I first discovered Richard Chizmar with the Gwendy books (Gwendy’s Button Box, cowritten with Stephen King, and Gwendy’s Magic Feather). I thoroughly enjoyed both, and I’m looking forward to the third book in the series, Gwendy’s Final Task, coming February 15, 2022.
In the meantime, we have Chasing the Boogeyman, and let me say this as clearly as possible: Chizmar hits it out of the park. He does something truly unique here, using his own youth and young adult life in a small Maryland town as the bones of his story. Chizmar himself is the main character, just back in town after graduating college. His real life friends, family, fiancé, are all characters, the streets of his hometown the streets where his tale takes place. And then he introduces into this nostalgic, real life setting a fictional, terrifying serial killer who brutally murders four teenage girls. Chizmar, the character, becomes obsessed with trying to find the killer, soon dubbed the Boogeyman by local media. It’s an inventive, downright audacious piece of metafiction.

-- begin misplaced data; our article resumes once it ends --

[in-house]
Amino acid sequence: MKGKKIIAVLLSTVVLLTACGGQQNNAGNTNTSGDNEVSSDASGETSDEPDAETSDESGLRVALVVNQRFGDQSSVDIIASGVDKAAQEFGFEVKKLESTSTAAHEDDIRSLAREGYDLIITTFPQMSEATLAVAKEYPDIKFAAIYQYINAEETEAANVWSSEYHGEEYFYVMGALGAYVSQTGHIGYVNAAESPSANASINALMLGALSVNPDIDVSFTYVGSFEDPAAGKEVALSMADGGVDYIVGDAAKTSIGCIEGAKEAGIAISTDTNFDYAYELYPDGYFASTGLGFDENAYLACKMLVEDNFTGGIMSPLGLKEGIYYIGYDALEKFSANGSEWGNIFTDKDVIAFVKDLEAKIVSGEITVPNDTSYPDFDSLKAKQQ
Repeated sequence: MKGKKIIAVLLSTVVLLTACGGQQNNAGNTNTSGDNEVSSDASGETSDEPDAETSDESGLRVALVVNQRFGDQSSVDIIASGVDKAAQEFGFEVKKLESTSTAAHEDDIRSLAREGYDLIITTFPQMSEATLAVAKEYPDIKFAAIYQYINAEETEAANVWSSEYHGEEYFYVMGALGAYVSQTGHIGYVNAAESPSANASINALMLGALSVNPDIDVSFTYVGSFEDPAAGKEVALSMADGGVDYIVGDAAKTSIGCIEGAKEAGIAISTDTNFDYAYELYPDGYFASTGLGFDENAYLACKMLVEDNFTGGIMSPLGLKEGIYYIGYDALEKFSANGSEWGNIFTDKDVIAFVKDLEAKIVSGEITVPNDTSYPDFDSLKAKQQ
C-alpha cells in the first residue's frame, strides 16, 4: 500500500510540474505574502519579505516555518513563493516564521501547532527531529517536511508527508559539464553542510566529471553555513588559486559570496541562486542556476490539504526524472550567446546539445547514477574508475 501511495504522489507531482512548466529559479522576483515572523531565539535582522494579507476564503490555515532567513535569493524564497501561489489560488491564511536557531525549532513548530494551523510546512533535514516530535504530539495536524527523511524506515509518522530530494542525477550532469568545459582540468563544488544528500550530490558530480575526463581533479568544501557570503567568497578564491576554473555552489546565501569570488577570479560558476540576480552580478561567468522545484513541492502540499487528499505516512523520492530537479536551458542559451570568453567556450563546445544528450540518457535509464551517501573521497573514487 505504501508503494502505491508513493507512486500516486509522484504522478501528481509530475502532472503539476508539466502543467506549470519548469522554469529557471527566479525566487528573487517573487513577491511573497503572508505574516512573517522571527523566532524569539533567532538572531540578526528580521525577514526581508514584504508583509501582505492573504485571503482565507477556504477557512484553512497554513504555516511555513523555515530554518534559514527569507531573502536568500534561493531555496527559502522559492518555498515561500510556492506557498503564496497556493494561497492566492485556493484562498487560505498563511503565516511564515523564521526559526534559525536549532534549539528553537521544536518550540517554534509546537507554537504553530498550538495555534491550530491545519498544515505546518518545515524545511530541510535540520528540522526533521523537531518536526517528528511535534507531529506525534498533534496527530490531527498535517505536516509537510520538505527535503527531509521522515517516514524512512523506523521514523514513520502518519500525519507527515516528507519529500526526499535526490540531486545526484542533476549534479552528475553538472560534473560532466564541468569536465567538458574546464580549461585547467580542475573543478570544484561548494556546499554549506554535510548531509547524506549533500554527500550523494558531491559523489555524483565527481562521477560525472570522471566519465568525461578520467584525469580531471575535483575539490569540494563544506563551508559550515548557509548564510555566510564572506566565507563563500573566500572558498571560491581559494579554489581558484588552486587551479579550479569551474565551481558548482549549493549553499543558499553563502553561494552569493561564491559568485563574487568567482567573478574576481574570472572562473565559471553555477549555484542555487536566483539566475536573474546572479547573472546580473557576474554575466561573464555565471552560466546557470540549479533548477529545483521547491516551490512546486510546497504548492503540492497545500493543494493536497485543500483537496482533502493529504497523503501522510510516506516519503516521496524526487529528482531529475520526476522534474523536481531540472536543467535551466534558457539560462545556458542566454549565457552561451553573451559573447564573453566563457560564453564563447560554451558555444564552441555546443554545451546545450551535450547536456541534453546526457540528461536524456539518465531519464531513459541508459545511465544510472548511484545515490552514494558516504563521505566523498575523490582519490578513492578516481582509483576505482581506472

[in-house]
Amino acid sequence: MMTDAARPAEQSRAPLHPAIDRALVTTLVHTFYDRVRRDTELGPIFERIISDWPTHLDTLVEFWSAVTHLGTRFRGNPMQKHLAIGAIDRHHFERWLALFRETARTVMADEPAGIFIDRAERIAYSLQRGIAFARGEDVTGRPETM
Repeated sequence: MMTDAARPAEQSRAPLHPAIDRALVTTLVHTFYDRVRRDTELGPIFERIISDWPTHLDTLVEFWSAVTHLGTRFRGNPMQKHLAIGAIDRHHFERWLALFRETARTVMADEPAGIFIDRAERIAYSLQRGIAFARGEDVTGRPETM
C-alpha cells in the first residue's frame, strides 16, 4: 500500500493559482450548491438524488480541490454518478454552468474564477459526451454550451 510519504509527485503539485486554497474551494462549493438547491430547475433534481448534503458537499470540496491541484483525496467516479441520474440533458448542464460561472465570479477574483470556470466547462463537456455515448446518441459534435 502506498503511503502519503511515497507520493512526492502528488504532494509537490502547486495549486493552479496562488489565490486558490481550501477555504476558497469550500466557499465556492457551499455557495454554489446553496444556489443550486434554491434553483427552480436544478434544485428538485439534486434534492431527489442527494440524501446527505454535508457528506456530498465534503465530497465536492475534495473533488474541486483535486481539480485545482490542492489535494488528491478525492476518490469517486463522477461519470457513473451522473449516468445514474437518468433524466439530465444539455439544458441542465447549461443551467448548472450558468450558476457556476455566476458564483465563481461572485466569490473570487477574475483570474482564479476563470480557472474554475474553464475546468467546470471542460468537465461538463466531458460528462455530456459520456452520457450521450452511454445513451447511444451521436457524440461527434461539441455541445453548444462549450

The murders as described are harrowing, in large part because Chizmar shows just how easily it can happen, and just how quickly a town can descend into fear and paranoia. Chizmar has a real gift for describing small town life, the ins and outs, the way neighbors support and rely on each other, and sometimes turn on each other.
Chizmar is an immensely readable writer, and Chasing the Boogeyman is a page-turner. I stayed up way too late reading on multiple nights. The ending, when it comes, is satisfying as hell. I’m happy to report that I never guessed the identity of the killer.
One other thing—I enjoyed the non-serial killer parts of the the story just as much as the central mystery. Chizmar is a natural storyteller. The world he shows us is evocative and lovingly described. And if the real life Chizmar is anything like his character in Chasing the Boogeyman, I’d like to meet him for a beer. My treat.